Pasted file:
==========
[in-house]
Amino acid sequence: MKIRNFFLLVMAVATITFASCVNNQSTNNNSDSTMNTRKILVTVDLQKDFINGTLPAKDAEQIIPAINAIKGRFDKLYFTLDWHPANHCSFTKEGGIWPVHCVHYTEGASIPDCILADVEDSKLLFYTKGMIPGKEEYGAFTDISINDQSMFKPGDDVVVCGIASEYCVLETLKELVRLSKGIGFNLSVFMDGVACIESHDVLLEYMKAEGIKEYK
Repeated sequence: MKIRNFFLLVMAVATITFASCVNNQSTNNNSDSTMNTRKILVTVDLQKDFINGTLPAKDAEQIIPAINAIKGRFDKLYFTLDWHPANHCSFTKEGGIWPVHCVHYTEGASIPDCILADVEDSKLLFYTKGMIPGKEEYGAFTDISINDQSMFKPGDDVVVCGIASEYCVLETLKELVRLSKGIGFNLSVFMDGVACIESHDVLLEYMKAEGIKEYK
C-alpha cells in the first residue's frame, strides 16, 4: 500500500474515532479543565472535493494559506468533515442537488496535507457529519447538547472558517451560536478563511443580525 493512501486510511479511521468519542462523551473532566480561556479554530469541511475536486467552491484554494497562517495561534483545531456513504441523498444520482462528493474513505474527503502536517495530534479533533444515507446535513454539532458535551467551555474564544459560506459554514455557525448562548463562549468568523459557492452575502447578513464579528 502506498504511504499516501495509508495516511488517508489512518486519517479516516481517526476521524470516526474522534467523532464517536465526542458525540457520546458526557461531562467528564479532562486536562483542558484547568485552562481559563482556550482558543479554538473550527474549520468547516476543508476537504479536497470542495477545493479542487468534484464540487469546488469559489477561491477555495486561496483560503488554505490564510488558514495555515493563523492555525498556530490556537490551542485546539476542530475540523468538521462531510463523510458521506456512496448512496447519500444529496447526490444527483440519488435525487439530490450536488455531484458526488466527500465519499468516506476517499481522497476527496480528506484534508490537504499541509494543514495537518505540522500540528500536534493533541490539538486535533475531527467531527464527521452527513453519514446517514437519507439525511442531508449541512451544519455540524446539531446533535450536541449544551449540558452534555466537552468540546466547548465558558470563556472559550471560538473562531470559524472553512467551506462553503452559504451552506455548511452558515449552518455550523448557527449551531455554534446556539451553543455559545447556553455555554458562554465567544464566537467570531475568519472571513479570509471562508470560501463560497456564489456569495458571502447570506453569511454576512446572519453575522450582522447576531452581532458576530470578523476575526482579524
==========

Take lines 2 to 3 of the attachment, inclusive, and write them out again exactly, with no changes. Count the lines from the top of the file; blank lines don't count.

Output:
Amino acid sequence: MKIRNFFLLVMAVATITFASCVNNQSTNNNSDSTMNTRKILVTVDLQKDFINGTLPAKDAEQIIPAINAIKGRFDKLYFTLDWHPANHCSFTKEGGIWPVHCVHYTEGASIPDCILADVEDSKLLFYTKGMIPGKEEYGAFTDISINDQSMFKPGDDVVVCGIASEYCVLETLKELVRLSKGIGFNLSVFMDGVACIESHDVLLEYMKAEGIKEYK
Repeated sequence: MKIRNFFLLVMAVATITFASCVNNQSTNNNSDSTMNTRKILVTVDLQKDFINGTLPAKDAEQIIPAINAIKGRFDKLYFTLDWHPANHCSFTKEGGIWPVHCVHYTEGASIPDCILADVEDSKLLFYTKGMIPGKEEYGAFTDISINDQSMFKPGDDVVVCGIASEYCVLETLKELVRLSKGIGFNLSVFMDGVACIESHDVLLEYMKAEGIKEYK